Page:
Another limit of this type of approach is that once a book has been selected for Industry Books it can no longer be promoted and the sale of the rights for the same is blocked for several months (in the case of this year, since May).
IDA FORNASIER – EDIZIONI EL (The free Kingdom of the young Ones)
I thought this was a great synergic initiative.
This was the first time for us and I thought it was great to be able to share stories because although producers and publishers have different perspectives, in the end we are still talking about stories.
The book we presented acts as a kind of cue to talking about other subjects, or even a “spin off”, in the sense that the book could lead to the creation of a video game for example.
The novel we presented is part of a series (“˜Cartabianca’), launched in March this year, and aimed at the 12-14 year age group which is lacking an organic book series.
The kids in this age group, defined as “young adults”, no longer get books to read from school but are not yet ready to go out and buy them for themselves, so it is a bit of a middle area.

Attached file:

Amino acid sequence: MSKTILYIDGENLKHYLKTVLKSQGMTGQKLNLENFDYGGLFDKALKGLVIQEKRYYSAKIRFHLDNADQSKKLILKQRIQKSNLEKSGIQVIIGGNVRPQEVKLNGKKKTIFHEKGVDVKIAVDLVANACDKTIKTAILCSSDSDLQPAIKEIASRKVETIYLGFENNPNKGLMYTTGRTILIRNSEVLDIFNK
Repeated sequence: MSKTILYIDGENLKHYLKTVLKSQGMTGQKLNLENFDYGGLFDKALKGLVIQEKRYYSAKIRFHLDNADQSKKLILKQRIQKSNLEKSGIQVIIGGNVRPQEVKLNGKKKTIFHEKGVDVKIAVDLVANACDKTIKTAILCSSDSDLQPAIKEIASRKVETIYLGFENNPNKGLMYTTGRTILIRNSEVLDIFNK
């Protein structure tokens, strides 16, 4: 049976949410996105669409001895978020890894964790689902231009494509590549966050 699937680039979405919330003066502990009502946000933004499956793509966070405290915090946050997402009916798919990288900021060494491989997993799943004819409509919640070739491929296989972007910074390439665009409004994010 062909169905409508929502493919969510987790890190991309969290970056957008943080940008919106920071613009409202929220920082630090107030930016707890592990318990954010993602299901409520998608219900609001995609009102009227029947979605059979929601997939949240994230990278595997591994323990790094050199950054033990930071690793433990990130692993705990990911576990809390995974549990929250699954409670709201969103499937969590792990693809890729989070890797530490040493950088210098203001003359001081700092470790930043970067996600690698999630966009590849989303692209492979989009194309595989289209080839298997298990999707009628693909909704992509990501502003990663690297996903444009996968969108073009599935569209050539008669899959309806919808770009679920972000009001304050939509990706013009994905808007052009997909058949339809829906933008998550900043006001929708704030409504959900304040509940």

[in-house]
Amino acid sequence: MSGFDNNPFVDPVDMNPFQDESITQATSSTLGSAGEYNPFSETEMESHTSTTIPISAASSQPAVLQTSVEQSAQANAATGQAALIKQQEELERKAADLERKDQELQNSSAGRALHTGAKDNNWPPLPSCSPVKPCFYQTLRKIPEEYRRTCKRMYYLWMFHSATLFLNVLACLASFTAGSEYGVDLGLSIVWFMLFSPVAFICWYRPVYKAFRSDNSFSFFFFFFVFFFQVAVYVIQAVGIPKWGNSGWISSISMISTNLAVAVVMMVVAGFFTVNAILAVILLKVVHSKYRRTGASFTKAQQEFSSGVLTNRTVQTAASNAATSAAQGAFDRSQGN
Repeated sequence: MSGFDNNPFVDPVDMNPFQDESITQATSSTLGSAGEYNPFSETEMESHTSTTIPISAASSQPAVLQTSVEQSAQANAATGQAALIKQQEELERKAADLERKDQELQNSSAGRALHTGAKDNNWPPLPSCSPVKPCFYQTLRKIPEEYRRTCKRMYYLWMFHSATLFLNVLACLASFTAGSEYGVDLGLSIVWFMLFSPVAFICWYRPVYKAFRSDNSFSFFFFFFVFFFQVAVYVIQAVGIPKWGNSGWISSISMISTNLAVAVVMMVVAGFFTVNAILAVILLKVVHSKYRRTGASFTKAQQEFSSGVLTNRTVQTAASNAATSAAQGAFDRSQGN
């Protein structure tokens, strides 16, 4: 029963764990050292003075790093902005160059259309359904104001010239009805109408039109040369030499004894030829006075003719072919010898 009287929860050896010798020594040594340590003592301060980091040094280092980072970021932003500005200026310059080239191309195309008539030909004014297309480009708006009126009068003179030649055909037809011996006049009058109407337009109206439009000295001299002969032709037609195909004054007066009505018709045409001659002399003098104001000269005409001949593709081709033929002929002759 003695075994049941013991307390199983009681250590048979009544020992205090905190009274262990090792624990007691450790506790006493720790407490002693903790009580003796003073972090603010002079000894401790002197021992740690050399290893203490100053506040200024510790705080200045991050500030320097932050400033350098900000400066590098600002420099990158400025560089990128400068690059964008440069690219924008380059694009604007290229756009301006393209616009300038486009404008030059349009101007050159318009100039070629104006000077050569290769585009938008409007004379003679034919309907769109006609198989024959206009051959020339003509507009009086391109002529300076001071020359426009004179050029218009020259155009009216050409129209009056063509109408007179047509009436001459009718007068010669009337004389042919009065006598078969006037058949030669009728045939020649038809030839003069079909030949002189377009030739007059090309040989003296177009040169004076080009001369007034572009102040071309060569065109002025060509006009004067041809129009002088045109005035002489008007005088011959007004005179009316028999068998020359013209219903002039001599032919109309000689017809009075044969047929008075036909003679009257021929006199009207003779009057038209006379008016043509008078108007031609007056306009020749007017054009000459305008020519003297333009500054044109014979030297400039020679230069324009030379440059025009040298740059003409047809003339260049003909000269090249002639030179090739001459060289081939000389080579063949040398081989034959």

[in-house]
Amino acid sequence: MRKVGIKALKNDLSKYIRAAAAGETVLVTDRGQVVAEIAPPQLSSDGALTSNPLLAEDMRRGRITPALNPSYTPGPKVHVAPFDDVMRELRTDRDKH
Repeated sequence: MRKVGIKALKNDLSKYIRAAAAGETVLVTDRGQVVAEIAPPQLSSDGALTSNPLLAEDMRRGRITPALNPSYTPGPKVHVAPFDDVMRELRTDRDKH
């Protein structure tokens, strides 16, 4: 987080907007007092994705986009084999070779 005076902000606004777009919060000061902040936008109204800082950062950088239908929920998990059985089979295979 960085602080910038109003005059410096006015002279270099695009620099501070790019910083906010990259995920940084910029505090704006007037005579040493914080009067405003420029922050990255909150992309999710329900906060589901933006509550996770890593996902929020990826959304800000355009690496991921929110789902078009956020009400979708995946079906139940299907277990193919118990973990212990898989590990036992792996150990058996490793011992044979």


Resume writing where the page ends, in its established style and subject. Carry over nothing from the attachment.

We were looking for a realistic style of writing that talked about things kids are interested in such as new languages.
For this reason, “Il regno libero dei ragazzi” was particularly suitable, using Facebook, for example, mixed with the subject of the Unification of Italy, brigands and kids’ gangs, which have not been discussed in literature for a long time.
It encourages the reader to reflect on certain universal themes: even though the book is set in Salento, the territorial dimension has only a relative importance.
There are some good characterizations (the farm, the mayor..). We were very pleased about the interest shown by the Rai, Lux Vide, independent producers”¦
It was a very constructive day, as well as bench test for the book itself. It was also a chance to talk about the other books in the series (there are now ten), which is written by a group of kids, all friends, who belong to a kind of “factory” called “Immergenti”, and who write stories.
They live in different parts of Italy and use Dropbox to share their stories and edit them.
One of our titles that has been made into a movie is “Jimmy della Collina” by Massimo Carlotto, that also won a prize at Locarno.